I think I am resigned to buying a replacement pump/motor/tank unit complete for my trailer anyway since the throw away society has consumed everything, but am anxious to hear what you men and women think?
 
GeeVee

GeeVee

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Deep cycle battery, is 11.7 really dead ChoppyDuece? I mean, I'll surely charge it back up. But I though that was the reason for Deep cycle batteries. I know very little about 12v electric. It did work, but the grounding stud is not going to be serviceable.
 

J D

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Deep cycle battery, is 11.7 really dead ChoppyDuece? I mean, I'll surely charge it back up. But I though that was the reason for Deep cycle batteries. I know very little about 12v electric. It did work, but the grounding stud is not going to be serviceable.
Pictures please.
There may be other ways to ground the pump.
Was it 11.7V under load (ie when operating)? If a 12V lead acid battery measures less than 12.8V unloaded (once given an hour or so to stabilize) it needs charging. Your deep cycle battery will recover better when heavily discharged due to its construction & thicker plates. Over discharging any lead acid battery will shorten it's life, the more it is discharged & the longer it stays that way the worse the sulfation is.
Having a flatter battery will mean the pump works less efficiently & actually draws more current. If your wiring is underrated for said current it will get hot & brake down causing further issues
 
kevin j

kevin j

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What do you mean by ground stud? Most of the 12v power units have a positive stud on the solenoid, but their ground is through the motor housing and frame.
Pictures would help
 
cantoo

cantoo

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I likely have half a dozen used but working 12 volt pumps sitting in my barn. They are for back up when a new one is not readily available. If the pump on my truck or trailers screw up I just replace the whole thing with a new one. If it screws up on a job I can quickly lose more than the price of a new pump so it's worth it for me. I try to mount my pumps where they stay like new. The first picture is the one in my dump truck. It's behind the passenger seat and is covered by 1/8" thick white plastic and looks like the day I put it in about 10 years ago. The rest of the pics are complete pumps I have laying around. One is a portable pump with outlets that I use for raising equipment to move it with my truck or whatever.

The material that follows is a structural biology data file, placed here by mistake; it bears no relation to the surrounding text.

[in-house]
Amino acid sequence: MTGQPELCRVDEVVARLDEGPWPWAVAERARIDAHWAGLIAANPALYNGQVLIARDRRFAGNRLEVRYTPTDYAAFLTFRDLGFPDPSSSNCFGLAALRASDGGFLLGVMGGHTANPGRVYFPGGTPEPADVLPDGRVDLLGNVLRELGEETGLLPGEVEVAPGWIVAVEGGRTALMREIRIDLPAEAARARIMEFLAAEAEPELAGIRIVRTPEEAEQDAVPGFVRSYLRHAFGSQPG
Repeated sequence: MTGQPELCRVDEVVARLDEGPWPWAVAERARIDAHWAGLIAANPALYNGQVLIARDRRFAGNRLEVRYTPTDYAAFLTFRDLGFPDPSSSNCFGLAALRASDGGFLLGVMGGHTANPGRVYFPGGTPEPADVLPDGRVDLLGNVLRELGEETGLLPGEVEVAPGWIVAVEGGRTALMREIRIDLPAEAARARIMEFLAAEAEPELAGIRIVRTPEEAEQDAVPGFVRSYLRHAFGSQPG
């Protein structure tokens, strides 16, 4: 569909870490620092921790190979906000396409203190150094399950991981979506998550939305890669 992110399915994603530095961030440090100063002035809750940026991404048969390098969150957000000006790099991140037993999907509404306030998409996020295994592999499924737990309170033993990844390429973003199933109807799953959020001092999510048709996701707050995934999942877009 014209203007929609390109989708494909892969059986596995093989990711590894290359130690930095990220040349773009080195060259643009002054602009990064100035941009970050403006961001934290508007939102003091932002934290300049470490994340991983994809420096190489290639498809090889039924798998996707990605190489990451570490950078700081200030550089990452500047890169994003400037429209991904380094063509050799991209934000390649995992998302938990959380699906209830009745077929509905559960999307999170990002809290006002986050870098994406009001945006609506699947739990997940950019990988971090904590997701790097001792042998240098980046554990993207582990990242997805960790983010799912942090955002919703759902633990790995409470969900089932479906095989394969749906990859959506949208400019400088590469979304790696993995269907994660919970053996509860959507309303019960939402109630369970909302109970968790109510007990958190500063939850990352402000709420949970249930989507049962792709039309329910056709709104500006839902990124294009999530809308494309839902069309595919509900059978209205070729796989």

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GeeVee

GeeVee

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Pics will have to wait, its at my daughters house and I wont get there for two days. Its the pump motor negative stud, and i think it goes to one side of the solenoid. On another forum, a guy mentioned if the stud was loose, it can be arcing, and drawing alot of current. These other men also said a good starter rebuilder can handle it without much effort, so even though my guy retired, he recommended a shop 40 minutes away
 
GeeVee

GeeVee

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OK mine looks similar, the stud on the right hand side? that's the one and the length of battery cable that's fried. I should take it off and send it to a starter rebuilder guy right?
 
kevin j

kevin j

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Now it makes more sense.Yes a starter guy should be able to repair it. That’s not the ground stud though that’s the positive cable from the solenoid into the motor. It will have a frame ground using the case for the negative side.
 

J D

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Any competent auto electric person should be able to sort it (or advise if it's unviable to repair). Some mechanic's would be capable too. If the threads on the end of the stud are damaged (fairly common) you can replace the nuts with thinner ones (or grind them thinner) so you can get the terminal to clamp again. Probably a good idea to check the brushes, & the contacts in the solenoid (if possible, otherwise check the voltage drop across it under load)